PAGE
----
Most frequently in demand are light sports (hiking, biking, horseback riding) or simply exploring the region by car, relaxing in the garden, at a pool, or sipping a wine on the terrace of a local bar. Health and wellness travel is another area that is developing in some regions, especially where there are natural hot springs. The visitor may also learn about local recipes, original food products, and may participate in cultural events such as local celebrations or festivities. While this list is common all over Europe, it is precisely the local variations that make rural tourism so attractive. Which country or region in Europe is the best organised for rural tourism? Rural tourism was traditionally based on domestic demand. As a result, very different concepts and approaches developed in parallel all over Europe, and only a few countries have so far made a serious attempt to present themselves specifically to the international market. At a national or regional level, strong organisations specializing in rural or agro-tourism exist in France, Germany, Austria, and the United Kingdom. Italy also has an excellent agro-tourism framework. The new EU member countries have made great efforts … good examples are Romania and Bulgaria with similar methods of making visitors welcome throughout the country, and Latvia where development has been strongly combined with a business understanding of the activity.
A wheat festival celebration in Alba, Romania provides memorable photo opportunities. Cristian-Alexandru Catana
What encounters are most memorable during a rural stay? Urban visitors spending more than just a week-end in some rural accommodation are sure to have a story to tell when they return home. This starts with tasting unknown food or often homemade drinks. But probably the most impressive experience is to see in reality where the food products, only known as packed units in the supermarket shelve, really originate: oranges or almonds on the trees, real cows and how they are milked, sheep with wool and how it is sheered or transformed into clothing, cheese or wine production, to name a few.
A meal at Deshka House in Bulgaria is served family-style. Lubomir Popiordanov
Other stories to tell will be based on cultural differences: time has another meaning in rural areas, mobile phone or internet access may not exist, personal conversation is still at the heart of human relations instead of electronic communication. And for sure, almost all visitors from urban background will be surprised by the open and heartily welcome they receive from anybody in the local village or at the farm.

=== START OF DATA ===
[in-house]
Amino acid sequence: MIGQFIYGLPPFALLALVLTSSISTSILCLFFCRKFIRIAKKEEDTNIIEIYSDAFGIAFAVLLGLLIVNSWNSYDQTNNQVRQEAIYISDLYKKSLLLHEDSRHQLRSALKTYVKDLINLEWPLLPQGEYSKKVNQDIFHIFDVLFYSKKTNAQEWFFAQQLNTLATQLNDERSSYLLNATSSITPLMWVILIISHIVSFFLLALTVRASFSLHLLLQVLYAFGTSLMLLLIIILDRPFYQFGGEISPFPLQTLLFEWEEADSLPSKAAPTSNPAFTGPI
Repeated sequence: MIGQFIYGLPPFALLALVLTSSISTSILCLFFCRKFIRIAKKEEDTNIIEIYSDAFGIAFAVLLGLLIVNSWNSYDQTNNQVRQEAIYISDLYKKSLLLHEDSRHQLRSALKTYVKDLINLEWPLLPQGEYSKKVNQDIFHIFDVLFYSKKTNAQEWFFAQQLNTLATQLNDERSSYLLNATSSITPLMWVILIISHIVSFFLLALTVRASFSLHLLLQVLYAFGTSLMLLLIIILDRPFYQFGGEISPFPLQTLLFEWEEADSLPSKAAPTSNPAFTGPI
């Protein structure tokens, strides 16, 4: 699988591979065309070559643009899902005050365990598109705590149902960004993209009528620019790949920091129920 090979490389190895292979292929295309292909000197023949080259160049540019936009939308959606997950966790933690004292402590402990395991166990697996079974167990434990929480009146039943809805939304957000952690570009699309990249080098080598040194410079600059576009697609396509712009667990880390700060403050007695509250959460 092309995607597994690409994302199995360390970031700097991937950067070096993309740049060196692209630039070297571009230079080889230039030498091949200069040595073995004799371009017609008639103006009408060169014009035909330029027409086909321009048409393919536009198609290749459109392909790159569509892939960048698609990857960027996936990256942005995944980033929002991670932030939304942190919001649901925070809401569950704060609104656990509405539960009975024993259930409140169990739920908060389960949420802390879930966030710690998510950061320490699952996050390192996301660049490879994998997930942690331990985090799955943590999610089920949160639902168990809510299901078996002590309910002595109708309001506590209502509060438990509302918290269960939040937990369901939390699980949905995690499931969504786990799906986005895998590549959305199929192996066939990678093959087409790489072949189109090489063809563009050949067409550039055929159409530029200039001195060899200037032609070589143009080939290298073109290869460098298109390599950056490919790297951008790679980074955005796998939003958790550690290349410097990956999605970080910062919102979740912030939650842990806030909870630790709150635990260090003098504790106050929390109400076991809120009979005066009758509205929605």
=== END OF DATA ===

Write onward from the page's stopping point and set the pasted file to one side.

Interior of a countryside villa in Spain. Red Andaluza de Alojamientos Rurales
Artemios Guest House on the Greek Island of Santorini. Guest Inn Greece
EuroGites or European Federation of Rural Tourism, www.eurogites.org, is a professional organization representing 36 associations from 29 countries across geographical Europe and Israel. With an overall number of more than 100,000 establishments, it represents about 15% of European tourism overall. This ranges from the rural Bed & Breakfast and self-catering in private homes or farms to small family-run rural hotels and guesthouses.
As a professional organization, EuroGites participates actively in all discussions and structures within Europe that relate to tourism. It is also responsible for the European Congress on Rural Tourism, a bi-annual event first launched in 2003.
Current member countries are Austria, Belarus, Belgium, Bosnia-Herzegovina, Bulgaria, Croatia, Cyprus, Czech Republic, Estonia, France, Georgia, Greece, Hungary, Italy, Israel, Latvia, Lithuania, Norway, Poland, Portugal, Romania, Russian Federation, Serbia, Slovakia, Slovenia, Spain, Switzerland, and United Kingdom.
Image above: Can a farm stay in the Logar Valley of Slovenia’s Kamnik Alps get any more spectacular than this? Assn of Tourist Farms of Slovenia